That led me over to the piano, to experiment with sections a bit and see what they were really capable of. In the process of this playing around, while talking a bit about color of sound and the color of that sky, it suddenly occurred to me to have them start opening and closing their mouths while keeping the sound going, and it made this amazing thrumming sound that I knew was going to find it’s way into the piece somehow. While vocalizing the sopranos, I discovered that there were quite a few of them who could easily vocalize up into nearly “Queen of the Night” territory. As a voice teacher, I know that this is more common than people know, and they girls who can do it love getting the opportunity. We talked a bit about how so often all the singers could sing much higher and lower than their choral parts asked for, and out of that, I just had them start a scale. We had the basses start with their lowest note, and asked the singers to join in as soon as they could reach the notes, and just keep going up the scale until they reached their upper limits. It was such an amazing, unified, unearthly sound that I knew that it had to figure into the piece as well, some way.
Lastly, I asked them to tell me what they really wished they got to do that choir music did not ask them to do enough, and they were very eager in their responses—they wanted challenging music, not too limited in range, that was physically fun, and beautiful while including dissonance. I felt like I could not have scripted their responses to fit what I wanted to do even if I had tried.
I went home with my inner ear and my heart full of them, and began to write. A week later, as part of my Composer-In-Residence activities with the Mid-Columbia Mastersingers, I did a presentation on what I had done so far, including quite a bit of video from my time in Boise with the kids as well as some recorded audio experiments I had done. It is good for us composers to explain ourselves. Sometimes it clarifies things for us when we try to explain what we are doing to others. The audio experiments were also a departure for me, playing with recorded sounds first rather than marks on paper or a display in a computer program.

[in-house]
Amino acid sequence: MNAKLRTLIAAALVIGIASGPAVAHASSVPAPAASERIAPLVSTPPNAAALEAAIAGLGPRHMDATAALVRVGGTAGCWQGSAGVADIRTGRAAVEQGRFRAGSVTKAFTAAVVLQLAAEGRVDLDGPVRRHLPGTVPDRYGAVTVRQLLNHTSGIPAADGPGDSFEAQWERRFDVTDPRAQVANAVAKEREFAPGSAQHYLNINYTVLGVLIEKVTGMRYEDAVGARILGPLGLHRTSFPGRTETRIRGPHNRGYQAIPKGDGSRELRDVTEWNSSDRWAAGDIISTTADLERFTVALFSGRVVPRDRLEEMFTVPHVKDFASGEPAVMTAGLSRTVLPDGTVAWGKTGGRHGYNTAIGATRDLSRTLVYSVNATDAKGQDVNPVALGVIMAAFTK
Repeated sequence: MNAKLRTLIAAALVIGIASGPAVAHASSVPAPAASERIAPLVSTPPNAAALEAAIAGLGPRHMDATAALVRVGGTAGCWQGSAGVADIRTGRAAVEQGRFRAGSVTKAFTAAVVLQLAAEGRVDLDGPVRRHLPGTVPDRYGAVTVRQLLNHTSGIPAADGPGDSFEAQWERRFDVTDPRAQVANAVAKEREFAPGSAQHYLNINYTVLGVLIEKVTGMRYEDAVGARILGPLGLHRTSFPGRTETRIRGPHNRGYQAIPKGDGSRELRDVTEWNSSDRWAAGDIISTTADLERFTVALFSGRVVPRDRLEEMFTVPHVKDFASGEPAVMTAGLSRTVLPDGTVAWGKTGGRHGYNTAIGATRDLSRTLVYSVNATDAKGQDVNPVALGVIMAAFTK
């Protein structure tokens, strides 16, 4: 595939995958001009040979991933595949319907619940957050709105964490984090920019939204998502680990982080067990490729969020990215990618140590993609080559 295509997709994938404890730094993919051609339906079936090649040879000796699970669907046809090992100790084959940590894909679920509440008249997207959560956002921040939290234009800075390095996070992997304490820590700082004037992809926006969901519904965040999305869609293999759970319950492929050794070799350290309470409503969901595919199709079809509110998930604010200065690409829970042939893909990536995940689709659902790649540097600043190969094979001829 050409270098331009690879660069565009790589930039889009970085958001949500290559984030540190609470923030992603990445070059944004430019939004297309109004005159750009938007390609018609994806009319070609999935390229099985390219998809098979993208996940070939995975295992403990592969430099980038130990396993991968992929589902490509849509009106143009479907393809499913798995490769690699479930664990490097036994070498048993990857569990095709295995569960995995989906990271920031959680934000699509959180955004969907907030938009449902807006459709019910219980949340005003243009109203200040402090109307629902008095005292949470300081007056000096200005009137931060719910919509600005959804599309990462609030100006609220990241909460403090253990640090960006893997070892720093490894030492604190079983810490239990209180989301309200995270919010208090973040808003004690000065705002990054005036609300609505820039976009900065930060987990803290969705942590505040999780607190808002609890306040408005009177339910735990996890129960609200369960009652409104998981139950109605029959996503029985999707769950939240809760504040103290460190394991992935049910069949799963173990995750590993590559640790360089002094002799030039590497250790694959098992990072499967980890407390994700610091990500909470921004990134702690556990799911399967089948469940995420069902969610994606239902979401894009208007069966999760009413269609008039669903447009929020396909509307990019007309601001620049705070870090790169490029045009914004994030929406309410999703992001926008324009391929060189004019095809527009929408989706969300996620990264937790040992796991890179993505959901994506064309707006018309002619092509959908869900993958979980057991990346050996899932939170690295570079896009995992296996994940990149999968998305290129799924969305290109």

As I refined the approach to the sound of opening and closing their mouths that we had stumbled upon, I decided that it was more effective to have the individual 8 parts do it as a section rather than just randomly. It also occurred to me as I listened to it that the sound was the sacred incantation “AUM,” which seemed to me the perfect response to the scene. Second, I knew that I needed that flash of light above.
In thinking about the flocking behavior that I witnessed, I began to ask myself what flocking really is. Fish do it, birds do it, it looks like magic to us. It struck me that flocking and counterpoint are very related. I discovered that flocking and swarming are the result of the individuals making very quick steering maneuvers to maintain a specific distance from each other, maintain a common directional goal, and avoid or pursue things that we who are outside the flock cannot see. That led me into the contrapuntal sections. Then, with the image of the birds flying off, I used the idea of the flock of singers starting with the lowest notes and rising all together as one voice, with us not being able to tell when one section enters or exits.
When the piece was done, I presented it with a bit of trepidation. I knew that I had stretched the singers, and I was really hoping it was not too far. On the page, it does not look at all like normal choral music. That can be a bit scary to choirs and conductors! I knew, though, that all the way through I had employed really very few elements, with a lot of repeated patterns, and I believed very firmly that they could do it. I did tell him, though, that I was, as always, very interested in the collision of inner vision and external reality and would do whatever I could to make it a piece that they could do and adjust whatever needed to be adjusted.
After a few rehearsals, I got a call saying that they could do it, but that their program was a very big sing already, could I possibly shorten it up a bit? I said yes, thought no, and then looked at the piece. It was several weeks after I had delivered it, and I had purposely not looked at it at all in the interim. It was immediately apparent that not only was it possible to edit it, it was a better piece that way, so I made the adjustments and sent the score off.
While people who know my work recognize my voice in this piece, it is also different from anything I have ever presented. It felt like a huge risk to be doing something like this for a conference. I kept hoping to hear from the choir, but not much was forthcoming.